Solar activity increasing – Two more M-class solar flares after powerful X-class event


Solar activity is increasing! Massive sunspot AR1429 emerged on March 2nd and it is crackling with strong solar flares. Sunspot 1429 just produced a short duration M2.1 solar flare at 19:16 UTC, followed by an M1.8 at 19:30 UTC. These are in addition to smaller flares today, C5.4, C7.8 and C9.8.


A long duration and major X1.1 solar flare peaked at 04:09 UTC Monday morning resulting a strong R3 Level radio blackout. R3 means strong radio blackout level with possibility of wide area blackout of HF radio communication, loss of radio contact for about an hour on sunlit side of Earth and low-frequency navigation signals degraded for about an hour. A long 10cm Radio Burst (TenFlare) measuring 12000pfu was detected also.

An X1-class solar flare erupted on March 5th at 04:13 UTC and hurled a bright CME into space. The expanding plasma cloud is mostly heading towards the north and east, however a small portion looks to be Earth directed. Mercury and Venus are on its path. This is the 10th largest solar flare of the current Sunspot Cycle and it also happens to be the 10th X-Class flare as well. It is the second X-class sun storm of 2012. The first event occurred on Jan. 27 and registered as an X1.7 on the space weather scale used by astronomers.

Another CME was produced by an M2-class eruption from the same sunspot on March 4th. This CME cloud is expected to deliver a glancing blow to our planet's magnetic field on March 6th at 04:30 UTC. Look at animated forecast track for the likely progression of the cloud. When the CME from X-class flare arrives at Earth over the next day or two, the planet might already be in the midst of a geomagnetic storm.

The geomagnetic field is expected to be unsettled to active for day 1 (06 Mar) due to combined effects from the M2/CME event observed on 04 March and a favorably positioned coronal hole high speed stream. Active conditions with a chance for minor storm periods are forecast for the second day (07 Mar) due to an expected glancing blow from X1/full halo CME. Predominantly unsettled levels are expected for the third day (08 Mar).



Solar wind
speed: 373.2 km/sec
density: 1.7 protons/cm3


X-ray Solar Flares
6-hr max: M2 1916 UT Mar05
24-hr: X1 0410 UT Mar05



The Radio Sun
10.7 cm flux: 120 sfu



Planetary K-index
Now: Kp= 2 quiet
24-hr max: Kp= 2 quiet



Interplanetary Mag. Field
Btotal7.0 nT
Bz2.8 nT south

Recent activity from Region 1429 has caused an elevated level of solar protons near Earth. It is expected that the protons will continue to slowly increase, reaching the S1 (minor) Solar Radiation Storm category in the next 24 hours. In addition, although the trajectory of the CME from early on March 5 is expected to largely miss earth, there may be isolated G1 (minor) Geomagnetic Storm levels from late March 6 thru March 7 (UTC). The responsible party for this activity, NOAA Region 1429, is capable of more of the same as it rotates nearer mid-disk.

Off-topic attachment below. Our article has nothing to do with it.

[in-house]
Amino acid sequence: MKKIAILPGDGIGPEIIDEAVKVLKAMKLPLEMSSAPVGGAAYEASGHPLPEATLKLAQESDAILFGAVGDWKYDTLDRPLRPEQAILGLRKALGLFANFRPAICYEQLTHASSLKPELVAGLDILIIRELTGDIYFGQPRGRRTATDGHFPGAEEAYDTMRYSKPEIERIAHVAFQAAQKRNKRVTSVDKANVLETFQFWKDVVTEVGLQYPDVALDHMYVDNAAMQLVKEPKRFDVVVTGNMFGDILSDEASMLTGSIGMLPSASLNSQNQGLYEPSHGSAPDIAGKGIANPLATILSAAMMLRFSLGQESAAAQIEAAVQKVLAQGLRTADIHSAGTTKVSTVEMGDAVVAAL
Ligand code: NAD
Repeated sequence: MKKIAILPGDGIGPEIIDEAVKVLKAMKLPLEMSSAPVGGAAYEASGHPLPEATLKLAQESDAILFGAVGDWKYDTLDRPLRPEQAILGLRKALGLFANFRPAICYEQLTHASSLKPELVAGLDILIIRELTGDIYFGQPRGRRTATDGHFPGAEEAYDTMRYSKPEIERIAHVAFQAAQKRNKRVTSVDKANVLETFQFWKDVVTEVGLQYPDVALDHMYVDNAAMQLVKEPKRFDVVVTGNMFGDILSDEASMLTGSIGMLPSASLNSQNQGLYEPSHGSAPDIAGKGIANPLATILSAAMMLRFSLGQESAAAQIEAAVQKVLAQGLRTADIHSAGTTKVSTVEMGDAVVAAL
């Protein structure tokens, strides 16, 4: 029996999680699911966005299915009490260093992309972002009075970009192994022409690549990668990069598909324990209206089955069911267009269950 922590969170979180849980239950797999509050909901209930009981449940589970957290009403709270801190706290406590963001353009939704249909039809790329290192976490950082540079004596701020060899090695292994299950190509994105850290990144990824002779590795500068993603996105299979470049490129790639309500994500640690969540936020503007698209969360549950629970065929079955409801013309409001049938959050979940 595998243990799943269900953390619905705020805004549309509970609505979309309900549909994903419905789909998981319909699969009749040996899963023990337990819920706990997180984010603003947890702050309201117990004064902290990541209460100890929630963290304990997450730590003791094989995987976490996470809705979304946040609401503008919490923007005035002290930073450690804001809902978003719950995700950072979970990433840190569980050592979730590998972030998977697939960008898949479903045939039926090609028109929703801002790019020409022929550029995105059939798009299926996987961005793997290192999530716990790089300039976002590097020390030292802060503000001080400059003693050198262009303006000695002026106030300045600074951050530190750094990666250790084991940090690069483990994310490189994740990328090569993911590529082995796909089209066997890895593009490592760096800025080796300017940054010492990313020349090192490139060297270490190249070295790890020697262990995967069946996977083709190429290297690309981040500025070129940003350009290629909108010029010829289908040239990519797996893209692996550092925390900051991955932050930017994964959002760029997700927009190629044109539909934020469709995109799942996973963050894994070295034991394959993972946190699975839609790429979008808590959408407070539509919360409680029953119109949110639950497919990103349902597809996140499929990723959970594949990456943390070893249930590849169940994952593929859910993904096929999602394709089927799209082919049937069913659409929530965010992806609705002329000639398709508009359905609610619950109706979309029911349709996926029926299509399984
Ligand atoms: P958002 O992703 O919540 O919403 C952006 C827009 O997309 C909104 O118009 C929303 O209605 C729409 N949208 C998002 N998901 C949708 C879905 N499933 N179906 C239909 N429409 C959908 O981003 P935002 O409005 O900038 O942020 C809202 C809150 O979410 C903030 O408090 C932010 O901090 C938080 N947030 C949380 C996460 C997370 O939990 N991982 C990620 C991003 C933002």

According to NOAA/SWPC 3-day Solar-Geophysical Forecast, Solar activity is expected to be moderate, but there is a chance for additional major flare activity and/or a greater than 10 MeV proton event from Region 1429.

As 1429 continues to rotate into a more geoeffective position, the chances for Earth directed explosions will increase. NOAA/SWPC forecasters give 75% chance for M-class event and 30 % chance for X-class event in the next 24 hours.

New Sunspot 1430 was numbered on Sunday and is located to the west of 1429. A fast growing Sunspot located in the southwest quadrant should be numbered 1431 on Monday.

Solar flares happen when the powerful magnetic fields in and around the sun reconnect. They’re usually associated with active regions, which we call sunspots, where the magnetic fields are strongest. Flares are classified according to their strength. The smallest ones are B-class, followed by C, M and X, the largest. Similar to the Richter scale for earthquakes, each letter represents a ten-fold increase in energy output. So an X is 10 times an M and 100 times a C. Within each letter class, there is a finer scale from 1 to 9. Although X is the last letter, there are flares more than 10 times the power of an X1, so X-class flares can go higher than 9.

C-class flares are too weak to noticeably affect Earth. M-class flares can cause brief radio blackouts at the poles and minor radiation storms that might endanger astronauts. The most powerful flare on record was in 2003, during the last solar maximum. It was so powerful that it overloaded the sensors measuring it. They cut-out at X28. A powerful X-class flare like that can create long lasting radiation storms, which can harm satellites and even give airline passengers, flying near the poles, small radiation doses. X flares also have the potential to create global transmission problems and world-wide blackouts.



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